In response to a piece I wrote on Nietzsche and intrinsic human worth, I heard from a college student, who wrote me this:
We read Nietzsche in philosophy last semester, so it was fun to hear him strongly taken to task. However, while this is a terrific argument about why atheism/agnosticism is an unsustainable world view, my problem with it is that I’ve heard it used too often … as a rebuttal to the Problem of Evil, despite the fact that this doesn’t really do anything to defend our worldview from the Problem of Evil. As a believer, one of the hardest philosophical questions for me to overcome is how can God be perfectly benevolent, omniscient, and omnipotent and allow for evil in the world. So, I guess my question is: how do you deal with this problem philosophically as a believer?
That is a very important, difficult, and age-old question, and one I’m planning to respond to in short order. Suffice to say the matter of theodicy is among the more challenging ones for people of faith to grapple with. I should add that as someone whose own pilgrimage of faith has often been marked by intellectual struggles and even, from time to time, doubt, I have great sympathy with the question posed by this student. (C.S. Lewis once referred to the “incurable intellectualism of my approach,” which he meant as no compliment.)
My own view has been to never discourage honest inquiries from anyone, either believers or those who have no religious faith at all. The words of the Lord found in the book of Isaiah — “Come now, let us reason together” — have been something of a touchstone for me. And the examples of anti-intellectualism, and even obscurantism, that one finds within some strands of Christianity have long troubled me.
But over time I have come to some preliminary (and thoroughly unoriginal) conclusions, one of which is that faith, while certainly not at odds with reason, goes well beyond reason. Faith is, after all, “confidence in what we hope for and assurance about what we do not see,” in the words of the author of Hebrews. Jesus put it blunter still: “Blessed are those who have not seen and yet have believed.”
There is, in other words, something about the nature of faith that requires a leap of faith. One can believe Judaism and Christianity are historical faiths, for example, while also acknowledging that they cannot be proven to be true in an indisputable, scientific, empirical way. That will never happen – and it was never meant to happen.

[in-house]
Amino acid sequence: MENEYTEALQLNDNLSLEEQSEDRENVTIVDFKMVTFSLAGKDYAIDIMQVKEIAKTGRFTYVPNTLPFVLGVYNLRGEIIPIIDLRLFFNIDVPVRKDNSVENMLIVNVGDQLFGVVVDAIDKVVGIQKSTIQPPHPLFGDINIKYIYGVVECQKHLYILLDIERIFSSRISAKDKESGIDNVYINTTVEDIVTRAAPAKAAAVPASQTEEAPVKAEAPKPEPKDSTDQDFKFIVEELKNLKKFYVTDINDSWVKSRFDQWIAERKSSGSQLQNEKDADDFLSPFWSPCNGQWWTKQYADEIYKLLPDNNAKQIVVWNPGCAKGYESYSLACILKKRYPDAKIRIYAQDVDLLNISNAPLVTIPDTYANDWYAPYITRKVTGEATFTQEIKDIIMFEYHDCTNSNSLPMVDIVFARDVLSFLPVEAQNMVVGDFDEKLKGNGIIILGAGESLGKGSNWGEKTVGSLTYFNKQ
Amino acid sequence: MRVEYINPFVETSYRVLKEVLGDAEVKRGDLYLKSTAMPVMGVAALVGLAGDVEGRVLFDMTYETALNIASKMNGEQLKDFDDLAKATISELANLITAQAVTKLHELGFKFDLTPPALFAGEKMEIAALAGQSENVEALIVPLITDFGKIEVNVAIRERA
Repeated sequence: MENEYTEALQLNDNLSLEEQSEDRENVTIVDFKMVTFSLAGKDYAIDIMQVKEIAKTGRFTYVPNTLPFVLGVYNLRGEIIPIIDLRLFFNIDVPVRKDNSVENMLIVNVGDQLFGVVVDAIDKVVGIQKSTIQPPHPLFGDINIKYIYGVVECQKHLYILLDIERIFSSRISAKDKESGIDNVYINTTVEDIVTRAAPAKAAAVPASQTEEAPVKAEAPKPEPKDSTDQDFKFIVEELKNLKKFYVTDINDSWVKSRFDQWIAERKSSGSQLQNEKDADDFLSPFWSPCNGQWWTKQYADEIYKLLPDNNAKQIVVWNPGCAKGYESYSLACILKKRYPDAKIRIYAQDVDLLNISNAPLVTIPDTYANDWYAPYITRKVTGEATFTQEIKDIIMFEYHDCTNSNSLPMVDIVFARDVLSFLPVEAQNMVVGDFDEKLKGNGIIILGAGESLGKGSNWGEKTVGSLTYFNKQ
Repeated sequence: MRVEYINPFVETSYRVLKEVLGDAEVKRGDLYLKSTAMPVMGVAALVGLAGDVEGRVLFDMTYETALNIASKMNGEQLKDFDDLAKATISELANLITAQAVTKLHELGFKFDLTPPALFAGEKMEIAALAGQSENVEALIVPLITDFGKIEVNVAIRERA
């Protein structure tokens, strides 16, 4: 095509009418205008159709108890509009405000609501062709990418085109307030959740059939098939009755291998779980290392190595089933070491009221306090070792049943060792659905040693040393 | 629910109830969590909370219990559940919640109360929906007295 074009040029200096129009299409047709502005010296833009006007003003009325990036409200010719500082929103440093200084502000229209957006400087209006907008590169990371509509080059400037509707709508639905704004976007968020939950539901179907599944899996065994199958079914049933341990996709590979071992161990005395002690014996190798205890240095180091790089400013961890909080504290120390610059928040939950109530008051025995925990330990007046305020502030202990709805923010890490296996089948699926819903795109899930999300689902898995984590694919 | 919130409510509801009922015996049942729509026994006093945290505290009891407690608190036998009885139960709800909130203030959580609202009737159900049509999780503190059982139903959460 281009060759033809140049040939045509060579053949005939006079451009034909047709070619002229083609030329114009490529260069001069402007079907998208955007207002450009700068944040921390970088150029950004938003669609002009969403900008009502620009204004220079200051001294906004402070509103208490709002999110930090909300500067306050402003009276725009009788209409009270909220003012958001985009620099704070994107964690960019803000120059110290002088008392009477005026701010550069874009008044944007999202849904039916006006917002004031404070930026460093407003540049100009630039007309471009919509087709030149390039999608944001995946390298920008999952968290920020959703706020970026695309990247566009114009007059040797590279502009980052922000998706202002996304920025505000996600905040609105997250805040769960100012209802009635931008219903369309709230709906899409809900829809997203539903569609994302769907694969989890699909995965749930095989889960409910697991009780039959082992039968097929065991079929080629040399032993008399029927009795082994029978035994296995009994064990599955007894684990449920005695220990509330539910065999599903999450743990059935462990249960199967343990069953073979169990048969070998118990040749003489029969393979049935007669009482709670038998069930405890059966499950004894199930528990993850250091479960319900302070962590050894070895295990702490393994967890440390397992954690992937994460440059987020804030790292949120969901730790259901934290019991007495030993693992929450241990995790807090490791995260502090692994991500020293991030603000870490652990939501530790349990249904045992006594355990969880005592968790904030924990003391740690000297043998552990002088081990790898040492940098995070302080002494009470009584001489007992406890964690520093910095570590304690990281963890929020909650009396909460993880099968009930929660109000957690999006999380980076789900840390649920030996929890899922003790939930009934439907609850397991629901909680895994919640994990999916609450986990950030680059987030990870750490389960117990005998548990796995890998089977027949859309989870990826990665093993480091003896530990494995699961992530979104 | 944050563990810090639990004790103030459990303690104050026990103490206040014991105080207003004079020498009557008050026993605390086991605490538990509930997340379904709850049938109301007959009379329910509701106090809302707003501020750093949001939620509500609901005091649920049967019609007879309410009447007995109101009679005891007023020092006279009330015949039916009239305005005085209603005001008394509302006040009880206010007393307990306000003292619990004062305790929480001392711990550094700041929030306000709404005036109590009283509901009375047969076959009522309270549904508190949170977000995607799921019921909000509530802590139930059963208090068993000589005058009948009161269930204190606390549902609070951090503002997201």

The second insight into the matter of faith and doubt was underscored to me once again while re-reading Lewis. In one of his essays, when asked to write about the difficulties that people must face in trying to present their faith to modern unbelievers, Lewis said this:
The ancient man approached God (or even the gods) as the accused person approaches his judge. For the modern man, the roles are quite reversed. He is the judge: God is in the dock. He is quite a kindly judge; if God should have a reasonable defense for being the god who permits war, poverty, and disease, he is ready to listen to it. The trial may even end in God’s acquittal. But the important thing is that Man is on the bench and God is in the dock.
Lewis, perhaps the greatest apologist for the Christian faith in the 20th century, would have been the last person in the world to denigrate a person for asking tough questions about the nature of God. (Lewis, in fact, helped found The Oxford Socratic Club, whose guiding principle came from Socrates, who exhorted men to “follow the argument wherever it led them.” The purpose of the Club was to apply that principle to one particular subject matter – the pros and cons of the Christian religion.)
Still, Lewis was making an important point, which is that questions about faith are one thing; calling into question the fundamental character of God, or acting in arrogant judgment of Him, is something else again.
These are not easy matters to sort through. After all, if one believes some of the actions of God are unjust – for example, God calling for the complete destruction of the Canaanites, including children — that will, for some people, reflect on how they perceive the character of God. Lewis himself, besieged by grief after the death of his wife, gave voice to his own fears. “Not that I am (I think) in much danger of ceasing to believe in God. The real danger is of coming to believe such dreadful things about Him. The conclusion I dread is not, ‘So there’s no God after all,’ but, ‘So this is what God’s really like. Deceive yourself no longer.’”
Some theologians I know found Lewis’s book, and his struggles, to be troubling. I never have and, in fact, I appreciate his candor and honesty. I also took some comfort in the fact that even Lewis was not immune to doubt and to struggles. We shouldn’t pretend these things are virtues; but neither should we deny that they are fully understandable, and in some respects entirely predictable. There is no shame in wrestling with doubt.
In the end, Lewis regained his faith. At the conclusion of A Grief Observed, Lewis quotes his dying wife Joy as telling a chaplain, “I am at peace with God.” She then smiled, but not at Lewis, who ends his book with these words: Poi si torno all eterna Fontana (the words come from Dante and translated mean, “Then unto the eternal fountain she turned.”)
Man was no longer on the bench, and God was no longer in the dock.